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X-ray ptychography on low-dimensional hard-condensed matter materials

DOI: 10.1063/1.5045131 DOI Help

Authors: Xiaowen Shi (Diamond Light Source) , Nicolas Burdet (Advanced Light Source) , Bo Chen (Tongji University; University College London) , Gang Xiong (University of Cambridge) , Robert Streubel (Lawrence Berkeley National Laboratory) , Ross Harder (Advanced Photon Source) , Ian K. Robinson (University College London; Brookhaven National Laboratory)
Co-authored by industrial partner: No

Type: Journal Paper
Journal: Applied Physics Reviews , VOL 6

State: Published (Approved)
Published: March 2019

Open Access Open Access

Abstract: Tailoring structural, chemical, and electronic (dis-)order in heterogeneous media is one of the transformative opportunities to enable new functionalities and sciences in energy and quantum materials. This endeavor requires elemental, chemical, and magnetic sensitivities at the nano/atomic scale in two- and three-dimensional space. Soft X-ray radiation and hard X-ray radiation provided by synchrotron facilities have emerged as standard characterization probes owing to their inherent element-specificity and high intensity. One of the most promising methods in view of sensitivity and spatial resolution is coherent diffraction imaging, namely, X-ray ptychography, which is envisioned to take on the dominance of electron imaging techniques offering with atomic resolution in the age of diffraction limited light sources. In this review, we discuss the current research examples of far-field diffraction-based X-ray ptychography on two-dimensional and three-dimensional semiconductors, ferroelectrics, and ferromagnets and their blooming future as a mainstream tool for materials sciences.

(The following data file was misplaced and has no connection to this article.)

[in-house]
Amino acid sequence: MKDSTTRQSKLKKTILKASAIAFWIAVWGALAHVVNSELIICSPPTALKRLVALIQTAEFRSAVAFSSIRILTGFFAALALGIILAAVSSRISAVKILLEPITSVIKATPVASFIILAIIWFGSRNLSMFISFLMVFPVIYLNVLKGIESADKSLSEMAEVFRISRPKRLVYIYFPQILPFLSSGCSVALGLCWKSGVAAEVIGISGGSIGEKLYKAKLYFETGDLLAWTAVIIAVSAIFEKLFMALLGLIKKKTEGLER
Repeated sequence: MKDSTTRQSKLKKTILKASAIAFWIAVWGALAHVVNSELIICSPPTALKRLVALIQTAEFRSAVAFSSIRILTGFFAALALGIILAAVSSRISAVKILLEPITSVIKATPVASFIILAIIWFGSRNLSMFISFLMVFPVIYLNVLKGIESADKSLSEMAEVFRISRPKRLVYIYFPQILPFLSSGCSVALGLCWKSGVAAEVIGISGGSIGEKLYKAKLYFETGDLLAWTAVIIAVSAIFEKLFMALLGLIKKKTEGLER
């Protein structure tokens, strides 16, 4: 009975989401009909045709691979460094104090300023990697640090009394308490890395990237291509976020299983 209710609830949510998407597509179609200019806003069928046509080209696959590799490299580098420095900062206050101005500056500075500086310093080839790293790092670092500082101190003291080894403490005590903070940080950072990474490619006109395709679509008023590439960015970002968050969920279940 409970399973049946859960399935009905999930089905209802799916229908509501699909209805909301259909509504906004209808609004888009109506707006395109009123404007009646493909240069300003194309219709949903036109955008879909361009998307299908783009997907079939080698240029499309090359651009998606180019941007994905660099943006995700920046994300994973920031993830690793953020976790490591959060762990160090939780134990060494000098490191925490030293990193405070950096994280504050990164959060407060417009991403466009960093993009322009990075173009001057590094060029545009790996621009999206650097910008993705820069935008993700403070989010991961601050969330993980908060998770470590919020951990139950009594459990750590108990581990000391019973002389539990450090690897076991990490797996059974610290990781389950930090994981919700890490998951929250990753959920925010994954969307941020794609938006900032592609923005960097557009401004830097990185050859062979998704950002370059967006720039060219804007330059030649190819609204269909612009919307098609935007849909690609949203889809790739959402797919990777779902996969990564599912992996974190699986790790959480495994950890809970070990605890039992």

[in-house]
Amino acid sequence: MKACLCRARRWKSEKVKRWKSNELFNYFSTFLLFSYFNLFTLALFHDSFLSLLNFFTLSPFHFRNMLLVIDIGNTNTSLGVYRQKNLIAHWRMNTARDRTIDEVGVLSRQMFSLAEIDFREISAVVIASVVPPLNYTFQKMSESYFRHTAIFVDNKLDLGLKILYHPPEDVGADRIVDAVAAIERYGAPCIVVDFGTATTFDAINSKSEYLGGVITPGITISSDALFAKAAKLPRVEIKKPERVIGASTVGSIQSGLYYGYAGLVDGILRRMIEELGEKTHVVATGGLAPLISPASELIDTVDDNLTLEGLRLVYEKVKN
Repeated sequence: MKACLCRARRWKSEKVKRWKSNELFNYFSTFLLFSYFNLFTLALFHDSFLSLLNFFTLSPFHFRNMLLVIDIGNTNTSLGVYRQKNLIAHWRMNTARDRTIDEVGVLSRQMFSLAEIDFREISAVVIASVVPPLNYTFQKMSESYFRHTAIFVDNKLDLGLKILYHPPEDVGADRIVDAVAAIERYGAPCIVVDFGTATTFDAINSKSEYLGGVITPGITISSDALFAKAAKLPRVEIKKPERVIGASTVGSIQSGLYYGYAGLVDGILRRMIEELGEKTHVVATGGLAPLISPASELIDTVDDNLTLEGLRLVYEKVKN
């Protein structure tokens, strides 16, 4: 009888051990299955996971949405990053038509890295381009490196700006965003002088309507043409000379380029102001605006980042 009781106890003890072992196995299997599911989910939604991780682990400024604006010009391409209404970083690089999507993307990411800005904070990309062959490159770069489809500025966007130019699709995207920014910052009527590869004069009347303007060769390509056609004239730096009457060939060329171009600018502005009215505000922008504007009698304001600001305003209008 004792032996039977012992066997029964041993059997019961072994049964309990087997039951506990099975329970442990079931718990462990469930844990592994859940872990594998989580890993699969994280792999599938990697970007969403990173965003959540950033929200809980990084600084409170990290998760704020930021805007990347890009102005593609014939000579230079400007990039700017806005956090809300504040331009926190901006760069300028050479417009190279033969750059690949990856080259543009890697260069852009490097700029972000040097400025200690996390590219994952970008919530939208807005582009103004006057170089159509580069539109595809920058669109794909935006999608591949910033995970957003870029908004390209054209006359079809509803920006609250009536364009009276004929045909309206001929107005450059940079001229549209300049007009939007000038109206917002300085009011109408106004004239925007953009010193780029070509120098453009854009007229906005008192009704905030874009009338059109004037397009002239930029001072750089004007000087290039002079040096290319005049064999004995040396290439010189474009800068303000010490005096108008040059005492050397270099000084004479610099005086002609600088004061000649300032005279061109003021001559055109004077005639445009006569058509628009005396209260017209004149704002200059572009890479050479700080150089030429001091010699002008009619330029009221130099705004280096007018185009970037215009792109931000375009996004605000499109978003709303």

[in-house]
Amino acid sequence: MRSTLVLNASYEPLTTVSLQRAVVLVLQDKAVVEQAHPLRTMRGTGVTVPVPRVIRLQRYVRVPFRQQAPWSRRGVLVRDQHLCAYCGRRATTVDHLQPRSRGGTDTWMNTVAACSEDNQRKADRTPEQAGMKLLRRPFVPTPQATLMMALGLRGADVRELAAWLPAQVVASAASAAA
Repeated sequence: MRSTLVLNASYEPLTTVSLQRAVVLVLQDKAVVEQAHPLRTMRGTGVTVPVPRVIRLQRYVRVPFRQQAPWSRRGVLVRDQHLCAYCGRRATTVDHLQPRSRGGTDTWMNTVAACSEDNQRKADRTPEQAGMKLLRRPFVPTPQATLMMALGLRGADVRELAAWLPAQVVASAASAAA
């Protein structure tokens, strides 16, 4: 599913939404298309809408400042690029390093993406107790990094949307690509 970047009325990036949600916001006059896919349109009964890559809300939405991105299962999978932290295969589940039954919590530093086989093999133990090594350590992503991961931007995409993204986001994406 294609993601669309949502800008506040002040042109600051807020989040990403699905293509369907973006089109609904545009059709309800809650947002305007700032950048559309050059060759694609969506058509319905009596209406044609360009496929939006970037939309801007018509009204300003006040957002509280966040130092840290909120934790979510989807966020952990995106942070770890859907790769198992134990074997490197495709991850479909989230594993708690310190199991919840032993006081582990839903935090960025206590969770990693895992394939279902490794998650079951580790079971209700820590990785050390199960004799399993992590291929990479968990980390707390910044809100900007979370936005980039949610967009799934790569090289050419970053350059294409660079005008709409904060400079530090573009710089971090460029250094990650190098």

Journal Keywords: Synchrotrons; Materials science; Ptychography; Semiconductors; Crystal lattices; Nanotechnology; X-ray diffraction; Magnetic materials

Diamond Keywords: Semiconductors

Subject Areas: Technique Development, Materials, Physics

Technical Areas:

Added On: 19/03/2019 15:02


Discipline Tags:

Materials Science Technique Development - Material Sciences Physics Hard condensed matter - structures Magnetism Technique Development - Physics

Technical Tags: